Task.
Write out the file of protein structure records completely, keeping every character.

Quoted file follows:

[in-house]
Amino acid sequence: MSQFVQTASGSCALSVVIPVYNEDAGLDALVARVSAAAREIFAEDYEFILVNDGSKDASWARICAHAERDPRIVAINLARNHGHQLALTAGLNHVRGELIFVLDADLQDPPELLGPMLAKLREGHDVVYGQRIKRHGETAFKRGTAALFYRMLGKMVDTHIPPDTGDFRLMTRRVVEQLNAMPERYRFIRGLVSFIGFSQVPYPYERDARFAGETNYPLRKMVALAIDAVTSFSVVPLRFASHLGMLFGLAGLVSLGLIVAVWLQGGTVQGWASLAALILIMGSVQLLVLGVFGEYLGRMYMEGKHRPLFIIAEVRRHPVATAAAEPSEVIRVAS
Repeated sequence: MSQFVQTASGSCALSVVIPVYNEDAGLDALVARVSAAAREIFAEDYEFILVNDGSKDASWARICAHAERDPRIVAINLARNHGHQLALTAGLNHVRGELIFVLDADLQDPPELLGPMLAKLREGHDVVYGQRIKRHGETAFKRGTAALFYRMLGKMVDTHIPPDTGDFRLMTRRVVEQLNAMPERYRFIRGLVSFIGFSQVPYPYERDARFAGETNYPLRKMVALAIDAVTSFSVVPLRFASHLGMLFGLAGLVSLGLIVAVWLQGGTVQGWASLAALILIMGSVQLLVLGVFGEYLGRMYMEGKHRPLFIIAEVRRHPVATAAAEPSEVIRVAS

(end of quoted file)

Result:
[in-house]
Amino acid sequence: MSQFVQTASGSCALSVVIPVYNEDAGLDALVARVSAAAREIFAEDYEFILVNDGSKDASWARICAHAERDPRIVAINLARNHGHQLALTAGLNHVRGELIFVLDADLQDPPELLGPMLAKLREGHDVVYGQRIKRHGETAFKRGTAALFYRMLGKMVDTHIPPDTGDFRLMTRRVVEQLNAMPERYRFIRGLVSFIGFSQVPYPYERDARFAGETNYPLRKMVALAIDAVTSFSVVPLRFASHLGMLFGLAGLVSLGLIVAVWLQGGTVQGWASLAALILIMGSVQLLVLGVFGEYLGRMYMEGKHRPLFIIAEVRRHPVATAAAEPSEVIRVAS
Repeated sequence: MSQFVQTASGSCALSVVIPVYNEDAGLDALVARVSAAAREIFAEDYEFILVNDGSKDASWARICAHAERDPRIVAINLARNHGHQLALTAGLNHVRGELIFVLDADLQDPPELLGPMLAKLREGHDVVYGQRIKRHGETAFKRGTAALFYRMLGKMVDTHIPPDTGDFRLMTRRVVEQLNAMPERYRFIRGLVSFIGFSQVPYPYERDARFAGETNYPLRKMVALAIDAVTSFSVVPLRFASHLGMLFGLAGLVSLGLIVAVWLQGGTVQGWASLAALILIMGSVQLLVLGVFGEYLGRMYMEGKHRPLFIIAEVRRHPVATAAAEPSEVIRVAS